December 11, 2014


FOXSI-2 successfully launched on December 11, 2014 from the White Sands Missile Range, New Mexico. Our team made several key adjustments to the instrumentation from the first launch in an effort to better combat thermal blanketing and observe the quiet Sun. The flight lasted 6.5 minutes above 150 km, and our refurbished optics modules and detectors were able to capture fainter solar signals. The graph below depicts "a comparison between the effective area provided by FOXSI-1 and FOXSI-2, including detector efficiency, which reduces the area at high energies, as well as material in the optical path, which reduces the area at low energies. For comparison, the optics area is also shown as dashed lines." To learn more about FOXSI-2 upgrades, read the full paper here.

Comparison graph  

+Instrumentation Characteristics

Optics: FOXSI-2 used five, seven-shell modules and two, ten-shell modules to increase the optics' effective area.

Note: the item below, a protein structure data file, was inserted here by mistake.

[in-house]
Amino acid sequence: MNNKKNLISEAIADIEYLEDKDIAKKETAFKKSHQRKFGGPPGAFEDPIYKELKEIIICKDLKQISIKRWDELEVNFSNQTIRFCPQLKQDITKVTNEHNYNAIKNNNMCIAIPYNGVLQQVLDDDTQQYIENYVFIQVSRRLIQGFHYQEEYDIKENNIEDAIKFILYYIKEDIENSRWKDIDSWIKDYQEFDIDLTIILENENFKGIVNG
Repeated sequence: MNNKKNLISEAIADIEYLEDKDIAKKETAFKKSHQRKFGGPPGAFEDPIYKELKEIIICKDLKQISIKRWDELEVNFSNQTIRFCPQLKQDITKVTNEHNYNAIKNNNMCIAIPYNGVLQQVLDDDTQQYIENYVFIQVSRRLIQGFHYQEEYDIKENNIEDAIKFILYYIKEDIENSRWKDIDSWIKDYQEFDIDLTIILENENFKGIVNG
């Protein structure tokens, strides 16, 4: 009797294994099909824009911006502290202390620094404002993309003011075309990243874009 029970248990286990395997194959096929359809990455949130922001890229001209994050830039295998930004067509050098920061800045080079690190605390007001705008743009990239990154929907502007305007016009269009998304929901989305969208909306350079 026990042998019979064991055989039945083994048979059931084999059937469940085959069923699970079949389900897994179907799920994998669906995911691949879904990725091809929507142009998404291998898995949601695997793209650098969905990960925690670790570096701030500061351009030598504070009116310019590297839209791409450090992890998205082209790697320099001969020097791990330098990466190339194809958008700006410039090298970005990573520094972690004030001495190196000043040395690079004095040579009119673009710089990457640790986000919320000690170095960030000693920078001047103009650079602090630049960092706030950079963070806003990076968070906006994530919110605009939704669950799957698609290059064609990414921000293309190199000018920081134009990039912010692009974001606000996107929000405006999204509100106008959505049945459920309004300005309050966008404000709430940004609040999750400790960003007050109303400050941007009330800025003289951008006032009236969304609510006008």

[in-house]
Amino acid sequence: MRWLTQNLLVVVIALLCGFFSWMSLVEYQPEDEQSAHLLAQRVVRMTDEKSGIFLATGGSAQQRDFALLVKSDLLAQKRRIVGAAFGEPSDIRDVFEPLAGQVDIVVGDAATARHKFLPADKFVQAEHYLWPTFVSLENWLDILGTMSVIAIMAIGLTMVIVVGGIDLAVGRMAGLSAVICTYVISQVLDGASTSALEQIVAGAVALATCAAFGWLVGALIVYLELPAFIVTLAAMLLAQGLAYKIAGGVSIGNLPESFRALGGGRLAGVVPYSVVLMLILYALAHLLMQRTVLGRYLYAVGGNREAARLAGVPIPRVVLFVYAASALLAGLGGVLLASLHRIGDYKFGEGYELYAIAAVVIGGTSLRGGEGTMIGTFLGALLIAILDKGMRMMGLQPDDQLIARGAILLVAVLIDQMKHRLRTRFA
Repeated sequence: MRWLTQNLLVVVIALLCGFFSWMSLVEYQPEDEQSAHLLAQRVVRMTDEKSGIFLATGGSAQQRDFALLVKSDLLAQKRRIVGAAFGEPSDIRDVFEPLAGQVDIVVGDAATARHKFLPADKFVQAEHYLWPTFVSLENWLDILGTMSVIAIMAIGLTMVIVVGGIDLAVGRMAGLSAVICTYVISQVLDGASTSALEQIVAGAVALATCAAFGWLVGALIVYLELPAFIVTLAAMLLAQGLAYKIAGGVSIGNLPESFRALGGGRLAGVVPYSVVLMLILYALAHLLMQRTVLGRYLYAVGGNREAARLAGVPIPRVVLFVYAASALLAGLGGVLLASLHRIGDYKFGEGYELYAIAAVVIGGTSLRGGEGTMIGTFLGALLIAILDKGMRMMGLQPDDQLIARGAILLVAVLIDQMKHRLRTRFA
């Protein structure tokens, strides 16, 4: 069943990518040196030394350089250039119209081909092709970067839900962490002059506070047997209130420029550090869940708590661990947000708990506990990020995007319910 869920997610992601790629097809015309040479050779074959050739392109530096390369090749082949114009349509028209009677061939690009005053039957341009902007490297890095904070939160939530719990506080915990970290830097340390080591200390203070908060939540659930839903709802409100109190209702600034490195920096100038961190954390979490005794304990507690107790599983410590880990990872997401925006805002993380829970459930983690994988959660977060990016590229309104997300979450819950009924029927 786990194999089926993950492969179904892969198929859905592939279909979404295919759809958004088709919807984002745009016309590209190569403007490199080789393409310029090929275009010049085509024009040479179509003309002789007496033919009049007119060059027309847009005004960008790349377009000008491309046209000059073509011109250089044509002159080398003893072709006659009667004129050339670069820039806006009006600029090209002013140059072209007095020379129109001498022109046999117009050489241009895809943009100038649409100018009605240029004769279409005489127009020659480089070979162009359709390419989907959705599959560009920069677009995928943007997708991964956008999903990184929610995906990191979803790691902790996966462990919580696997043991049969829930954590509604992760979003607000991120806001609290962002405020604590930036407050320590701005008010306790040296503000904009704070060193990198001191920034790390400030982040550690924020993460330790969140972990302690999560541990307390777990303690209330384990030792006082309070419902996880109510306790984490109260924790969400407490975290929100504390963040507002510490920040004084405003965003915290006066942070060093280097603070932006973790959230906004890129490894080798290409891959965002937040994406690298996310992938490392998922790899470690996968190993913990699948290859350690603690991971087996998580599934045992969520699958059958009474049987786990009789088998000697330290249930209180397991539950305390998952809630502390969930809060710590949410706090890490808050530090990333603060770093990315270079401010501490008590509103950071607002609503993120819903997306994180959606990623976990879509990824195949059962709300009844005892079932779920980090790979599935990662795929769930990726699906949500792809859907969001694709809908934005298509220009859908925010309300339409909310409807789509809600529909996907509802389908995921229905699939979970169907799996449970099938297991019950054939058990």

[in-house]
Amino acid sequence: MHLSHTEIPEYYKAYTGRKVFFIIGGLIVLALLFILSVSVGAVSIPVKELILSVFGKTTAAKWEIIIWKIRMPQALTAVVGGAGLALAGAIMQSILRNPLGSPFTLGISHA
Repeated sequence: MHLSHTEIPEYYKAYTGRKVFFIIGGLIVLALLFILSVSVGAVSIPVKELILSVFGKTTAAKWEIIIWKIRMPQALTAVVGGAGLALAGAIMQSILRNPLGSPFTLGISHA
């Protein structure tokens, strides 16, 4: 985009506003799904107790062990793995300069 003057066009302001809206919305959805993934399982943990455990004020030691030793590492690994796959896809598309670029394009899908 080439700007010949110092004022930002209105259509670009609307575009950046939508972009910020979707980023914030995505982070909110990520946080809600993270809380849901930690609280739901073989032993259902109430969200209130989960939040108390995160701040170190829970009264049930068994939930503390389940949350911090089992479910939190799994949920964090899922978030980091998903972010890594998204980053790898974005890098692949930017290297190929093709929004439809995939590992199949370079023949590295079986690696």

Detectors: Five of our optics modules used double-sided silicon (Si) strip detectors and the remaining two used double-sided cadmium telluride (CdTe) detectors for high efficiency at high energies compared to Si detectors.  

+Launch & Observation Times

The FOXSI-2 launch was at 11-Dec-2014 19:11:00 UTC. Observation times were from 102 to 503.2 seconds after that.

+Coordinated Observations

  • RHESSI (Reuven Ramaty High Energy Solar Spectroscopic Imager)
  • Hinode (EIS, XRT, SOT)
  • IRIS (Interface Region Imaging Spectrograph)
  • NuSTAR (Nuclear Sprectroscopic Telescope Array)
  • VLA (Very Large Array)

+Future Goals 

  • Discover more efficient ways to deal with high count rates
  • Employ collimators to block “ghost rays” from non-targeted solar sources
  • Test more detector options